Identity Crisis Rattles Volvo’s Chinese Owner
New models bearing the Chinese-owned Volvo badge shared a luxury spotlight at the Beijing International Auto Show in April with perennial stars Mercedes-Benz, BMW, and Lexus.
But behind the diamond-studded presentation was confusion over the legal status of Sweden-based Volvo Car Corp., its business operations in China, and the company’s owner China Zhejiang Geely Holding Group Co. Ltd.
Geely bought Volvo from Ford Motor Co. in August 2010 and soon unveiled a five-year plan that called for new factories in Chengdu and Daqing, as well as a Shanghai headquarters. The company said it would ramp up domestic sales to 200,000 vehicles annually by 2015, grabbing about 20 percent of China’s luxury car market.
So far, though, the plans have stalled over legal complications. The company’s request to build factories, for example, has yet to be answered by government market planners.
The company is also caught between very different legal systems: While Volvo is officially a foreign company operating in Sweden under Swedish law, it’s treated as a foreign company in China under Chinese law.
Geely officials are trying to iron out the confusion—and keep the business plan on track.
For example, under a proposed modification to the five-year plan announced recently by Shen Hui, chairman of Volvo’s China operations, Geely and Volvo would form a new joint venture for all operations in China. The venture would be foreign-financed but domestically controlled.
Lawyers in China interviewed for this article said Chinese law should pose no obstacle to the plan because Volvo, although it’s owned by Geely, functions as a Swedish-registered business that’s investing in China as a foreign entity.
But new obstacles could surface if the Chinese government, as some expect, decides to tighten foreign investment in the auto sector. The clampdown could come soon.
Moreover, a multinational source familiar with Chinese government policy told Caixin that Beijing officials are demanding that every joint venture automaker produce a new, Chinese-brand car as well as an alternative energy vehicle.
Shen as well as Geely Chairman Li Shufu, who also serves as Volvo chairman, have publicly discussed plans to build a domestic presence with a foreign identity through a made-in-China vehicle.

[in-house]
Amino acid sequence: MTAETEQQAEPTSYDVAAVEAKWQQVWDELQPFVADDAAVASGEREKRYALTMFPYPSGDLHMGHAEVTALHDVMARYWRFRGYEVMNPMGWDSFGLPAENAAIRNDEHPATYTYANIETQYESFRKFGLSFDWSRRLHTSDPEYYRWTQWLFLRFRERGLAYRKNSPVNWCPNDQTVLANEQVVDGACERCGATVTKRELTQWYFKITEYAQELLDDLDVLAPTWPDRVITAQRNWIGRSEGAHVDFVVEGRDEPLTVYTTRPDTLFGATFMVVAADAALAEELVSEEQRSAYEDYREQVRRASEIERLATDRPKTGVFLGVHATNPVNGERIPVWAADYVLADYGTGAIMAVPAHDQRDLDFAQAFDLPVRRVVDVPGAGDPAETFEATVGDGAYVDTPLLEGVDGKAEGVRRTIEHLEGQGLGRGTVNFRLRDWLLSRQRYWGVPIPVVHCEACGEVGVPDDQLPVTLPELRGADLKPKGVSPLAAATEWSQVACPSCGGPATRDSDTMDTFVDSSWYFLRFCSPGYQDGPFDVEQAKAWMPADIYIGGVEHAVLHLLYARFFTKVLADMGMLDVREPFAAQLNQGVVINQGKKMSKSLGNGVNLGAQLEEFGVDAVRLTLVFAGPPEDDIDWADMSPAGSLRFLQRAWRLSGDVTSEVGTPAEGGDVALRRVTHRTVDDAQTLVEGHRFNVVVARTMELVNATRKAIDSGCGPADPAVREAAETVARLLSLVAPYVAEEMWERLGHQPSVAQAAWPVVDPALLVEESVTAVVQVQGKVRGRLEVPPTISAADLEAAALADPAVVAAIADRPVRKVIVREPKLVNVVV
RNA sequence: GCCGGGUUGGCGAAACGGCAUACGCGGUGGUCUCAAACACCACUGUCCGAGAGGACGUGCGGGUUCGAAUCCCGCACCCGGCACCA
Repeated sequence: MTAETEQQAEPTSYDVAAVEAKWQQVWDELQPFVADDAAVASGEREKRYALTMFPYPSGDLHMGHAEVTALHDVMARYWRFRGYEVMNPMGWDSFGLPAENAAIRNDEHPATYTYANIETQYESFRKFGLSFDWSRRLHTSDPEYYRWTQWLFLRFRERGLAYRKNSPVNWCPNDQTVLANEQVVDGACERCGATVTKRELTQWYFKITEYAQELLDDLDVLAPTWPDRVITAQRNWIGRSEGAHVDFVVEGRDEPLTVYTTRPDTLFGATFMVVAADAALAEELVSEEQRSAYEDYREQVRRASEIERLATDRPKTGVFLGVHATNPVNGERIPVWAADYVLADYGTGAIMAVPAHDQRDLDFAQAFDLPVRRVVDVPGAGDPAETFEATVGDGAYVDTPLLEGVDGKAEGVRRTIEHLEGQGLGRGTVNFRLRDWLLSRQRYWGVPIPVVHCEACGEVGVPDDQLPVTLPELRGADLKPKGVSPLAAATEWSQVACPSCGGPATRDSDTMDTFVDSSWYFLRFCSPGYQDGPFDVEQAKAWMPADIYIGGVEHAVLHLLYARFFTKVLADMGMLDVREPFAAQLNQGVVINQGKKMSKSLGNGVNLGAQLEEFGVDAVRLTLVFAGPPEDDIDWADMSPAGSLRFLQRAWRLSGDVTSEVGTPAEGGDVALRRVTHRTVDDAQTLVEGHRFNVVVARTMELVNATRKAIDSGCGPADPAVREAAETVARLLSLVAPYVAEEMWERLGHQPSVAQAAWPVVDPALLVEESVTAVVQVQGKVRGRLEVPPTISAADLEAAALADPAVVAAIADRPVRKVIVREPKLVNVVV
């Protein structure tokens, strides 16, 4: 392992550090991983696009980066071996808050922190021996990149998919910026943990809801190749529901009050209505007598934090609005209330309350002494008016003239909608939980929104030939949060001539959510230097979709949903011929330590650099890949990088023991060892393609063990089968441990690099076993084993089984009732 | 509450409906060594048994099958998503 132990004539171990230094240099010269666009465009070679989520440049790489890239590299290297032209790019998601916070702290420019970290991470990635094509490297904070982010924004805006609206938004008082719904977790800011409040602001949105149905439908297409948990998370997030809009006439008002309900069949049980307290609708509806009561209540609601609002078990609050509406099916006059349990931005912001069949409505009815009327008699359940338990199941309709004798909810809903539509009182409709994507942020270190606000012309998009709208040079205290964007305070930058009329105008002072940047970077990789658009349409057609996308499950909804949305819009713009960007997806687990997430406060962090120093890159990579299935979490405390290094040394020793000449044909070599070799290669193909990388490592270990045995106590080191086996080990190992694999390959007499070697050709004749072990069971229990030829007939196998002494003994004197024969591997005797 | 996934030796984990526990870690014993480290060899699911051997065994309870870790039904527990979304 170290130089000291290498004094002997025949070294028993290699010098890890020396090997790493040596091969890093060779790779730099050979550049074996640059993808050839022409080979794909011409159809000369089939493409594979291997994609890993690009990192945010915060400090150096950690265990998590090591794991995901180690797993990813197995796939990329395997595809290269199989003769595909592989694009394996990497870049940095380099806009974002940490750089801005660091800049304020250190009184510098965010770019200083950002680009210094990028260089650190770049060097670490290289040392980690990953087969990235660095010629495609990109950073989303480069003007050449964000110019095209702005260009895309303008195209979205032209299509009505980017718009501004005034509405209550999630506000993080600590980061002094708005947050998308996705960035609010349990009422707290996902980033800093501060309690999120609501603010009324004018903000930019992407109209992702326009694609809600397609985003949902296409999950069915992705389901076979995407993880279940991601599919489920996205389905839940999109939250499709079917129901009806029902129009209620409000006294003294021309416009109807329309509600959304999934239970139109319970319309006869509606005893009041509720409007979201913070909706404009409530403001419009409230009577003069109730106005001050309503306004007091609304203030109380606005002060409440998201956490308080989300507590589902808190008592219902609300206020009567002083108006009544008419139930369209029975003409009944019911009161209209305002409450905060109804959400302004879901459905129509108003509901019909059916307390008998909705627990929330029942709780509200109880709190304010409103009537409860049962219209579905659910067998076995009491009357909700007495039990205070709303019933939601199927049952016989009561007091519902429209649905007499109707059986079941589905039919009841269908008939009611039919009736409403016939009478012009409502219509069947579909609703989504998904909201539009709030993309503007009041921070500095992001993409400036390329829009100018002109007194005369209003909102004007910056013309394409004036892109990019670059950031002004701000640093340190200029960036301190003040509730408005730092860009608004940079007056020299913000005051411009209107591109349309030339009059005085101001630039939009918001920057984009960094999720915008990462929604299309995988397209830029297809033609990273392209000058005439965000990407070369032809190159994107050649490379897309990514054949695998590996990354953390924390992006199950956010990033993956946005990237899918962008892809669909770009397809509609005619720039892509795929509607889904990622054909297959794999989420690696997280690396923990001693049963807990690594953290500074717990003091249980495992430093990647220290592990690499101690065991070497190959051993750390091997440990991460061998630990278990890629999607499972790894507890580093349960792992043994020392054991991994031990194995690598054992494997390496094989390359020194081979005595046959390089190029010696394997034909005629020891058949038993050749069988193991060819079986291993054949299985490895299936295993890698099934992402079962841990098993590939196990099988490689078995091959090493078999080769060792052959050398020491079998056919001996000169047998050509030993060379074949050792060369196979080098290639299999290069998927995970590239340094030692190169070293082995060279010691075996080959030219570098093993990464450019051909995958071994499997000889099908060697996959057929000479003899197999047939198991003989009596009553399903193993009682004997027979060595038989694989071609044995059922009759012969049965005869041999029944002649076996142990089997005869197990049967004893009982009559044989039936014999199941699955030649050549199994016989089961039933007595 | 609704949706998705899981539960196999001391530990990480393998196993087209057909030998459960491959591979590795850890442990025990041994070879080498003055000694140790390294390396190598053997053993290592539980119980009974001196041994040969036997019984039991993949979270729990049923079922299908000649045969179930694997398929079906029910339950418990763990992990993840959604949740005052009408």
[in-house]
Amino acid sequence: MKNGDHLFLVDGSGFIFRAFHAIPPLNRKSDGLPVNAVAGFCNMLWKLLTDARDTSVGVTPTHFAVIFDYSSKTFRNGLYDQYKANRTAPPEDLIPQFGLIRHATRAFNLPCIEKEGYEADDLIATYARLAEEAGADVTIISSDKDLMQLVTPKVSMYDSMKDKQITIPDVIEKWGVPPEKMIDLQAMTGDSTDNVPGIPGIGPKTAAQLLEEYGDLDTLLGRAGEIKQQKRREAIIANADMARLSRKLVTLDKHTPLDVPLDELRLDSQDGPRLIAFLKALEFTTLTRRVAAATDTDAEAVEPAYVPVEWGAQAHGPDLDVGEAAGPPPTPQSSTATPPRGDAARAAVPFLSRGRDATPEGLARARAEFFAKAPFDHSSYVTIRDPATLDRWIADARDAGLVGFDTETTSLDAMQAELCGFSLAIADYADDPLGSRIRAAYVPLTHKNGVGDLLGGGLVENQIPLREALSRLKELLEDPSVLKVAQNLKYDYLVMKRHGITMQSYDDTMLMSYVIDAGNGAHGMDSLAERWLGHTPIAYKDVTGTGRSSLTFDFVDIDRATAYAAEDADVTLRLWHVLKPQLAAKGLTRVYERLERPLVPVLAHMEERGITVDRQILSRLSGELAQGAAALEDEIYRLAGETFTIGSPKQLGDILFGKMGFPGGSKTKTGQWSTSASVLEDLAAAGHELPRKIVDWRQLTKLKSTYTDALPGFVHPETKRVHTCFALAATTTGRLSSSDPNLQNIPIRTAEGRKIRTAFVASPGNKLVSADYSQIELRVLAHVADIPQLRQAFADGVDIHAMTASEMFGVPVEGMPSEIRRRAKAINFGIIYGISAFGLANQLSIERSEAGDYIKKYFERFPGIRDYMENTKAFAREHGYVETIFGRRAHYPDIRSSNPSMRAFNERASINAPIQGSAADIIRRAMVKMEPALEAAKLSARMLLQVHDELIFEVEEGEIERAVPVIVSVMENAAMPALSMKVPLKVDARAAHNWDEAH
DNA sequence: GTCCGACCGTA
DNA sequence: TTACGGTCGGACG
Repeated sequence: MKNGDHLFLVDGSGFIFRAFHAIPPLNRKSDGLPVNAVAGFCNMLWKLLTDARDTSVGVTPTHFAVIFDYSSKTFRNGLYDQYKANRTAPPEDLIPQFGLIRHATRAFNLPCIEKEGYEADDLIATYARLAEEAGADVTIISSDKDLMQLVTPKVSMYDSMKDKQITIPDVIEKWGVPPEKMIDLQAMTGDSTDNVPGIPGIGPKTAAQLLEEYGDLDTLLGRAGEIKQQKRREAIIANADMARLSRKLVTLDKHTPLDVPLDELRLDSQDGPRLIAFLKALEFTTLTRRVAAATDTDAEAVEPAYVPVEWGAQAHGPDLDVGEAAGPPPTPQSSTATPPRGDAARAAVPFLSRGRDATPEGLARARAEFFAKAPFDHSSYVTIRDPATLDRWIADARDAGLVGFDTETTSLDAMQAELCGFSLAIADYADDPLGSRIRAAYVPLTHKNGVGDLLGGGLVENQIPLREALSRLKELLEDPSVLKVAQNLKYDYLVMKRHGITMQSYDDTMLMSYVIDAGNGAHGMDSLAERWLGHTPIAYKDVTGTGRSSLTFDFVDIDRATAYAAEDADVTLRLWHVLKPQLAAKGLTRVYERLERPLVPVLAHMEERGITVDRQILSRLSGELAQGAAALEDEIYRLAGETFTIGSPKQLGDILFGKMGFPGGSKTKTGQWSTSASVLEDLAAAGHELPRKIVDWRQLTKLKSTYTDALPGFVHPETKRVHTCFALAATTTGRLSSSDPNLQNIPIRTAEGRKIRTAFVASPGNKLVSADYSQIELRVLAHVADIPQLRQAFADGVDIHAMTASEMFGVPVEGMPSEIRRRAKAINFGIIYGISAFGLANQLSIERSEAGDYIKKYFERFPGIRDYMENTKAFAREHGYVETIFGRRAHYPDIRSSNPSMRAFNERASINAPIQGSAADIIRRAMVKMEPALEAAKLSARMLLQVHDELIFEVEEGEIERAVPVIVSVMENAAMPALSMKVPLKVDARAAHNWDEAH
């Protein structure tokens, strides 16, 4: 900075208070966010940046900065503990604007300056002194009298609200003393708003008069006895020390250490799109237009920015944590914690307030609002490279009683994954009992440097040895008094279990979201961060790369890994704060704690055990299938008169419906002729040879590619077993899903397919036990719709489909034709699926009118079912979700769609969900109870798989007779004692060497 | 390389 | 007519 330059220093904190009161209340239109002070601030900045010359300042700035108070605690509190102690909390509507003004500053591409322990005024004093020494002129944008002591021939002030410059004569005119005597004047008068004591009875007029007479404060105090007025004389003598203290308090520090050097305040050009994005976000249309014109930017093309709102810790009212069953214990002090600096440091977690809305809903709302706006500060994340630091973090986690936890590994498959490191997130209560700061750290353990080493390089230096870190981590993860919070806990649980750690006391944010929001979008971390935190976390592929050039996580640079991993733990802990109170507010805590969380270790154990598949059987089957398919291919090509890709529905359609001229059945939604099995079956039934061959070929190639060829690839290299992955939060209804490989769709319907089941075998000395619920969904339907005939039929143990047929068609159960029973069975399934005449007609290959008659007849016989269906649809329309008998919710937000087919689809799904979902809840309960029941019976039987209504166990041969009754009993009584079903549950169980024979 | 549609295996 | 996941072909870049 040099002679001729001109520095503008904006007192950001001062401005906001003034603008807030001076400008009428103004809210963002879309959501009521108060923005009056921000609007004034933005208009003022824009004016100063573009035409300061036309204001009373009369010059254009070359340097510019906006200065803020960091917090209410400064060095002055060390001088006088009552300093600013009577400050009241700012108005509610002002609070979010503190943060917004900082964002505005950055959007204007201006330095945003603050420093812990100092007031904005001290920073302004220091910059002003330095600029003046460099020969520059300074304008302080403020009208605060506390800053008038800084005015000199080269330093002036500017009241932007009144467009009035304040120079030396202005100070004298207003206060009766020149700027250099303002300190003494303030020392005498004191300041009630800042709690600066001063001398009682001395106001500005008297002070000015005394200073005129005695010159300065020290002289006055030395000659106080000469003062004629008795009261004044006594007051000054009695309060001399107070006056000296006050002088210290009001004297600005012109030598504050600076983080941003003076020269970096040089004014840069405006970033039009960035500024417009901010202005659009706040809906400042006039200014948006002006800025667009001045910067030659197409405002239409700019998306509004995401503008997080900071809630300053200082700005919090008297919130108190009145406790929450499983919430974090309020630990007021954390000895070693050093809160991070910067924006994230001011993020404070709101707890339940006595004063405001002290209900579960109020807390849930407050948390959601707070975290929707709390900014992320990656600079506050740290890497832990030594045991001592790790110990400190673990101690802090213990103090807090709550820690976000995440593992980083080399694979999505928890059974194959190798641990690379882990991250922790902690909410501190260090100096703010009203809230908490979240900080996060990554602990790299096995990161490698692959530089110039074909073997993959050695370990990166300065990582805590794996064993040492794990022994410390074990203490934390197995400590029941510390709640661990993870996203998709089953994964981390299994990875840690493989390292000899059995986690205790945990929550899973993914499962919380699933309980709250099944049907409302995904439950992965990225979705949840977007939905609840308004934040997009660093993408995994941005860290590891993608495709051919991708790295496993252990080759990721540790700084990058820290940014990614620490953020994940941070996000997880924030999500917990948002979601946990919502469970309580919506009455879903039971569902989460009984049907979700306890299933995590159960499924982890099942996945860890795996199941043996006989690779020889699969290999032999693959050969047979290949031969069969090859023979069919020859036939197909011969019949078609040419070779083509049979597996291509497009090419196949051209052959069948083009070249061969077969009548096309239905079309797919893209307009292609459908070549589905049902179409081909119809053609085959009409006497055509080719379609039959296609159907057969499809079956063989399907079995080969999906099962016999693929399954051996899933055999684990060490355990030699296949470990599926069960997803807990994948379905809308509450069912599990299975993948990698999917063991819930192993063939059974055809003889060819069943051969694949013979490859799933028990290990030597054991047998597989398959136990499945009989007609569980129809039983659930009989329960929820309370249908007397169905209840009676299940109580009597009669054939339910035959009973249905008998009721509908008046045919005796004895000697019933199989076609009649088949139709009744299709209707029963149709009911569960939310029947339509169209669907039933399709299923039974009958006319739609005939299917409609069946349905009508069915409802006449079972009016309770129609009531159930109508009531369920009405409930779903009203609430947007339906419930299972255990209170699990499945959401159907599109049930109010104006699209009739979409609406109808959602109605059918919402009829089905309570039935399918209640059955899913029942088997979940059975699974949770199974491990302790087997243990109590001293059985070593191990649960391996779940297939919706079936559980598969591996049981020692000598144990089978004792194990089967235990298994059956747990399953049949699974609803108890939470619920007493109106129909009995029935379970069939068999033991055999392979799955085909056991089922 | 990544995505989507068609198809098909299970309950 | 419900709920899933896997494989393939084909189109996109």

“Launching a joint venture-brand vehicle is a government rule,” Shen said. “We’ll follow it.”
But Li apparently did not anticipate the various legal twists when he agreed to buy the carmaker from U.S.-based Ford for US$1.8 billion.
Indeed, a Geely lawyer who worked on the acquisition told Caixin that Volvo’s national identity was never even considered during the takeover talks.
A year after the deal closed, Shen told Caixin at a Frankfurt, Germany, auto show that people outside China “think we are a Chinese company. Chinese people think we’re a foreign company. It’s awkward.”
Li may have overlooked potential legal problems tied to the company’s identity because the Chinese government approved the Volvo deal relatively quickly. The plan to build Volvo plants in China apparently helped Geely win full government support within five months of deal’s hatching.
Since then, however, Li has found it harder to deal with officials overseeing his business at the National Development and Reform Commission (NDRC), Ministry of Commerce, and the Ministry of Industry and Information Technology.
Officials at each of these agencies refused Caixin requests for information about Geely-Volvo business plans and applications. An NDRC official in charge of foreign investment, for example, told a reporter to “ask Li Shufu.”
Li acknowledged, “The government wants us to form a joint venture, and as a company we can only be honest and obedient. We do whatever every government department tells us. We can’t have too many of our own ideas.”
Shen added, however, that since Geely and Volvo are ultimately “not the deciders” on any joint venture plans, the company will continue focusing on its investment plans and selling cars. He said 2012 would be “a year of strategic investment for us.”
The long-range goal, of course, is for Volvo to out-sell those overseas rivals who share the luxury stage at auto shows.
Carmakers sell more than 800,000 luxury vehicles annually in China, with more than 80 percent of the market controlled by Chinese-German joint ventures that build Audi, Mercedes-Benz, and BMW models. Volvo’s sales of about 40,000 vehicles in 2011 represented only 5 percent of nationwide luxury sales.
Liang Dongmei is a Caixin staff reporter.